era. Halle's article described that the encouragement of democracy in postwar Latin America had ended. He demonstrated disgust over Latin America's inability to assume autonomy and to become democratic. His rationalization towards Latin America was later used to justify U.S. efforts to overthrow the left-leaning Guatemalan government.[11] Eleven U.S. Secretaries of State have written essays in Foreign Affairs. 1991–present[edit] Since the end of the Cold War, and especially after the 9/11 attacks, the journal's readership has grown significantly. Foreign Affairs' current total readership is 351,000 for the print magazine and it has 955,000 unique visitors per month for the website.[12] In the Summer 1993 issue, Foreign Affairs
Foreign Affairs
published Samuel P. Huntington's influential "Clash of Civilizations?" article.[13] In the article, Huntington argued that "the fundamental source of conflict in this new world will not be primarily ideological or primarily economic. The great divisions among humankind and the dominating source of conflict will be cultural."[14] In the November/December 2003 issue of Foreign Affairs, Kenneth Maxwell wrote a review of Peter Kornbluh's book The Pinochet File: A Declassified Dossier on Atrocity and Accountability, which gave rise to a controversy about Henry Kissinger's relationship to the regime of Chilean dictator Augusto Pinochet
Augusto Pinochet
and to Operation Condor. Maxwell claims that key Council on Foreign Relations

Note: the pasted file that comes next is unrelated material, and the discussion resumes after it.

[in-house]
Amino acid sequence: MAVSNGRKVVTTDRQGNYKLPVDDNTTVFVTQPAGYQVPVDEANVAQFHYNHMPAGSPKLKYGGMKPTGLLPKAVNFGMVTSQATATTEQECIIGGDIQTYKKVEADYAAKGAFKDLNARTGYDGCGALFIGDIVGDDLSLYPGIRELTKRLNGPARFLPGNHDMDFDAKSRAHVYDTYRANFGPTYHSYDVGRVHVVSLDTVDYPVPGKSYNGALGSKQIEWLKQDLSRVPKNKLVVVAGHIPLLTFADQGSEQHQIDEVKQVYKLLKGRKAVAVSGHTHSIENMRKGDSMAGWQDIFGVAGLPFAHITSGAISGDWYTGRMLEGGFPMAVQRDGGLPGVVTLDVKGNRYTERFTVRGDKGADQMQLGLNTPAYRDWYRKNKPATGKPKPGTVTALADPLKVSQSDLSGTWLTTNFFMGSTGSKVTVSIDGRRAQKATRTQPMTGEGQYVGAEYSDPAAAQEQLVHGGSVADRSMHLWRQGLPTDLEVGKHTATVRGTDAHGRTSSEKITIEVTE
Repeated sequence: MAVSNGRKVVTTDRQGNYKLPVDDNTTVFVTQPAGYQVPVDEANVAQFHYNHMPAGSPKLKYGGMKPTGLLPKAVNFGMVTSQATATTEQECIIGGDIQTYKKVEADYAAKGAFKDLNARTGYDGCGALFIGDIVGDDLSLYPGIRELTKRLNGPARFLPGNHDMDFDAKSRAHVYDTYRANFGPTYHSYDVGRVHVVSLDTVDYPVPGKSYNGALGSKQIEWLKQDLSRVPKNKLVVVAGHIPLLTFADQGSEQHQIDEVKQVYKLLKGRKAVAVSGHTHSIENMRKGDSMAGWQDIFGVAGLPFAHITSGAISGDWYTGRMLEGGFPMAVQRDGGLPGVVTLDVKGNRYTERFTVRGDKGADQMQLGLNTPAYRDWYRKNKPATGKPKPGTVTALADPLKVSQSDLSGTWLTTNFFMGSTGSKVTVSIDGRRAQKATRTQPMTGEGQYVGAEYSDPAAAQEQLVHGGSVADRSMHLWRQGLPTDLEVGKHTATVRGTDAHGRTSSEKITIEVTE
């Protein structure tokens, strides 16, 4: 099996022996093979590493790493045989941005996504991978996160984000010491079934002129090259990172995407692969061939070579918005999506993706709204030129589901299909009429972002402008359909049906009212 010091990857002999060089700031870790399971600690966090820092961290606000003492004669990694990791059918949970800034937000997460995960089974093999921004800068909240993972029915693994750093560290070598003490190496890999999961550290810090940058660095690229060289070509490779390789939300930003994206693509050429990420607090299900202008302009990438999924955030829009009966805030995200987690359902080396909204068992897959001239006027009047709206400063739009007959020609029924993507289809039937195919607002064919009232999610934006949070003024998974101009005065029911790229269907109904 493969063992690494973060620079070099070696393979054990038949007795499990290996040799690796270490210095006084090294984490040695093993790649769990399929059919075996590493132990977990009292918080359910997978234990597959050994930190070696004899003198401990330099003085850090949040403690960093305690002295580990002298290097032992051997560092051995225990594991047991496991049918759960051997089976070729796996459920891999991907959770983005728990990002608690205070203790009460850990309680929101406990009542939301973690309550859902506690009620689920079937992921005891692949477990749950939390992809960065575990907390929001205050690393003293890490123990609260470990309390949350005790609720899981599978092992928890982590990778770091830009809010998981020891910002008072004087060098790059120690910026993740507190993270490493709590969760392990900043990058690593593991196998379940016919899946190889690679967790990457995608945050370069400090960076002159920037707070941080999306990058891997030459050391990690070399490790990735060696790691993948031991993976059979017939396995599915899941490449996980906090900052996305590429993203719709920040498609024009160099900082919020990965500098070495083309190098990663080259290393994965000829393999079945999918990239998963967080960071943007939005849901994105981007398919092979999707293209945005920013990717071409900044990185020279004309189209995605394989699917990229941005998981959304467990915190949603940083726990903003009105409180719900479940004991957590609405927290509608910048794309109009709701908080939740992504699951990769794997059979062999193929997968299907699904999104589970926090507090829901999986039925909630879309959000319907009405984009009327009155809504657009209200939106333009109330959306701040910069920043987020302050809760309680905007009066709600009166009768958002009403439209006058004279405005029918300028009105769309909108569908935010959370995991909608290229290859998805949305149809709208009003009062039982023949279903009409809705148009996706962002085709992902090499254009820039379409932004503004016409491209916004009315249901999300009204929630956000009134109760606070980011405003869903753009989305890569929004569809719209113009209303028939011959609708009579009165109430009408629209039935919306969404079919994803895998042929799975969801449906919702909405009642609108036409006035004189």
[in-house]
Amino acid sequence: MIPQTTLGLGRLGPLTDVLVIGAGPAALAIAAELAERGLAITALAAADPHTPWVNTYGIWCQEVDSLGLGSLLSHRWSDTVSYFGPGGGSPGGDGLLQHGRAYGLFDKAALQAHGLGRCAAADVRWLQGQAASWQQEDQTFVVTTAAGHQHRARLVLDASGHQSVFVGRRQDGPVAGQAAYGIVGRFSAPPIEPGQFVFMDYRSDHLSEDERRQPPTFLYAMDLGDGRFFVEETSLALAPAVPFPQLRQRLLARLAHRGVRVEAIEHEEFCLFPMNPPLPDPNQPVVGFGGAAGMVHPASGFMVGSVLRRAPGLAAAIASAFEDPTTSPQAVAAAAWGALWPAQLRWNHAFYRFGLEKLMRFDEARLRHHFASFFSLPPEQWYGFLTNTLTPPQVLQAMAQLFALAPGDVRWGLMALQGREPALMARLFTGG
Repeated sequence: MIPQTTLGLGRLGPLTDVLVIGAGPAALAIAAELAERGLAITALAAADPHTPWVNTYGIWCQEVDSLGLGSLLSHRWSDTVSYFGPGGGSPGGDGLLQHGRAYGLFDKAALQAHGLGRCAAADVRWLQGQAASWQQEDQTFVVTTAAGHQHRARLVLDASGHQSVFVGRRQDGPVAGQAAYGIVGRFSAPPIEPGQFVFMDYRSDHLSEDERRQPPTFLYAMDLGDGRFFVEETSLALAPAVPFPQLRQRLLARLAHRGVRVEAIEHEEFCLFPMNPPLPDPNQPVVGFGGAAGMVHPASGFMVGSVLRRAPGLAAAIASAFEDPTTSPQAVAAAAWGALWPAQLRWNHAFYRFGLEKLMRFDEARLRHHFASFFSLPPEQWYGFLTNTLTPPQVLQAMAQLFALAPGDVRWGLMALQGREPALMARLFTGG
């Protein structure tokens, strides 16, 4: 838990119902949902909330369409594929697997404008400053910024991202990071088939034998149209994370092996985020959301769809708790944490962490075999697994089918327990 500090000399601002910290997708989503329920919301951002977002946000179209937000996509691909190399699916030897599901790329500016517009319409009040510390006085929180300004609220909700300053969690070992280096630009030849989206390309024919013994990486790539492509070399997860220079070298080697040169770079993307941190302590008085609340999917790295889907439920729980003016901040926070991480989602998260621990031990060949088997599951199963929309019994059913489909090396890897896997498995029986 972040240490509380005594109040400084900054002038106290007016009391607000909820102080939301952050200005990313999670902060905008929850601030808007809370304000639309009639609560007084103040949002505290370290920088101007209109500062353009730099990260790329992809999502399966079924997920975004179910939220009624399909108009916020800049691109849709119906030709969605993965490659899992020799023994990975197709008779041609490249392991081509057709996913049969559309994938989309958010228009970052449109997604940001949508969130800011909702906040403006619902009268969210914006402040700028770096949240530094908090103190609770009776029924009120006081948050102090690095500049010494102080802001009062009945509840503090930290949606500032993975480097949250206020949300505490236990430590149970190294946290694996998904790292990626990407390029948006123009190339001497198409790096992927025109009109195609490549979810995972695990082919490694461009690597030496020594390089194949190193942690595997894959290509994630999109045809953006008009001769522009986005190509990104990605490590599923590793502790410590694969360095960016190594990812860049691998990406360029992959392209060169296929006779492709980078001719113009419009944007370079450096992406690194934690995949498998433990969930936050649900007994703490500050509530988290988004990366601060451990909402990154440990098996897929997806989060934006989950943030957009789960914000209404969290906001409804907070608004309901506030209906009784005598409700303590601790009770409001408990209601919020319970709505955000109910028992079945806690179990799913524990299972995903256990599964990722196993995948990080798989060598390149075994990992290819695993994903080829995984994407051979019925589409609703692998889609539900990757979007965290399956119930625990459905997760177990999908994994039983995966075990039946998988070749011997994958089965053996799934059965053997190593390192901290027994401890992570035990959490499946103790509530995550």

Council on Foreign Relations
members, acting at Kissinger's behest, put pressure on Foreign Affairs
Foreign Affairs
editor James Hoge to give the last word in a subsequent exchange about the review to William D. Rogers, a close associate of Kissinger, rather than to Maxwell; this went against established Foreign Affairs
Foreign Affairs

The article "Who is Khamenei" by Akbar Ganji, which was published in the magazine's September/October 2013 issue, emphasized the view that the Supreme Leader is the primary decision maker in Iran.

Then-opposition leader and former Ukrainian Prime Minister Yulia Tymoshenko caused a stir by publishing an article entitled "Containing Russia" in the May–June 2007 issue of Foreign Affairs
Foreign Affairs
accusing Russia under Vladimir Putin
Vladimir Putin
of expansionism and urging the rest of Europe to stand against him. Russian foreign minister Sergei Lavrov wrote an article in response, but he withdrew it, citing "censorship" from the Foreign Affairs